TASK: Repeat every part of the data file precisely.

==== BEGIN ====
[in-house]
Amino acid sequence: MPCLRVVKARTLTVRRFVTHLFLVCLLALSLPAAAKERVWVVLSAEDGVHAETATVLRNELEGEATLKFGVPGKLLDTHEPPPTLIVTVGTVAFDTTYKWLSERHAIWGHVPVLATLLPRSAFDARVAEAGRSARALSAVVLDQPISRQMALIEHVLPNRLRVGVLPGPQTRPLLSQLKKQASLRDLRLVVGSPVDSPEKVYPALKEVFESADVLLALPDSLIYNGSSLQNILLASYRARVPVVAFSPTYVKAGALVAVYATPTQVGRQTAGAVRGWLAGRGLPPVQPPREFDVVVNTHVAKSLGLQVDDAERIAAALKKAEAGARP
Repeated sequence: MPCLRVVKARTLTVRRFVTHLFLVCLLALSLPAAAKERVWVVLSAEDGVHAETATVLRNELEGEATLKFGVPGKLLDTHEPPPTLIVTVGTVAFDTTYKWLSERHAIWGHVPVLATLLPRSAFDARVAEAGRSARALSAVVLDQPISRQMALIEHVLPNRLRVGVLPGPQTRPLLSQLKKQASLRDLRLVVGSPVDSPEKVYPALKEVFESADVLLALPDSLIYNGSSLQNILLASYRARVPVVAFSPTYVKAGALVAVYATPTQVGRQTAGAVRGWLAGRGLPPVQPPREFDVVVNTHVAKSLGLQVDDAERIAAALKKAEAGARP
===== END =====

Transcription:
[in-house]
Amino acid sequence: MPCLRVVKARTLTVRRFVTHLFLVCLLALSLPAAAKERVWVVLSAEDGVHAETATVLRNELEGEATLKFGVPGKLLDTHEPPPTLIVTVGTVAFDTTYKWLSERHAIWGHVPVLATLLPRSAFDARVAEAGRSARALSAVVLDQPISRQMALIEHVLPNRLRVGVLPGPQTRPLLSQLKKQASLRDLRLVVGSPVDSPEKVYPALKEVFESADVLLALPDSLIYNGSSLQNILLASYRARVPVVAFSPTYVKAGALVAVYATPTQVGRQTAGAVRGWLAGRGLPPVQPPREFDVVVNTHVAKSLGLQVDDAERIAAALKKAEAGARP
Repeated sequence: MPCLRVVKARTLTVRRFVTHLFLVCLLALSLPAAAKERVWVVLSAEDGVHAETATVLRNELEGEATLKFGVPGKLLDTHEPPPTLIVTVGTVAFDTTYKWLSERHAIWGHVPVLATLLPRSAFDARVAEAGRSARALSAVVLDQPISRQMALIEHVLPNRLRVGVLPGPQTRPLLSQLKKQASLRDLRLVVGSPVDSPEKVYPALKEVFESADVLLALPDSLIYNGSSLQNILLASYRARVPVVAFSPTYVKAGALVAVYATPTQVGRQTAGAVRGWLAGRGLPPVQPPREFDVVVNTHVAKSLGLQVDDAERIAAALKKAEAGARP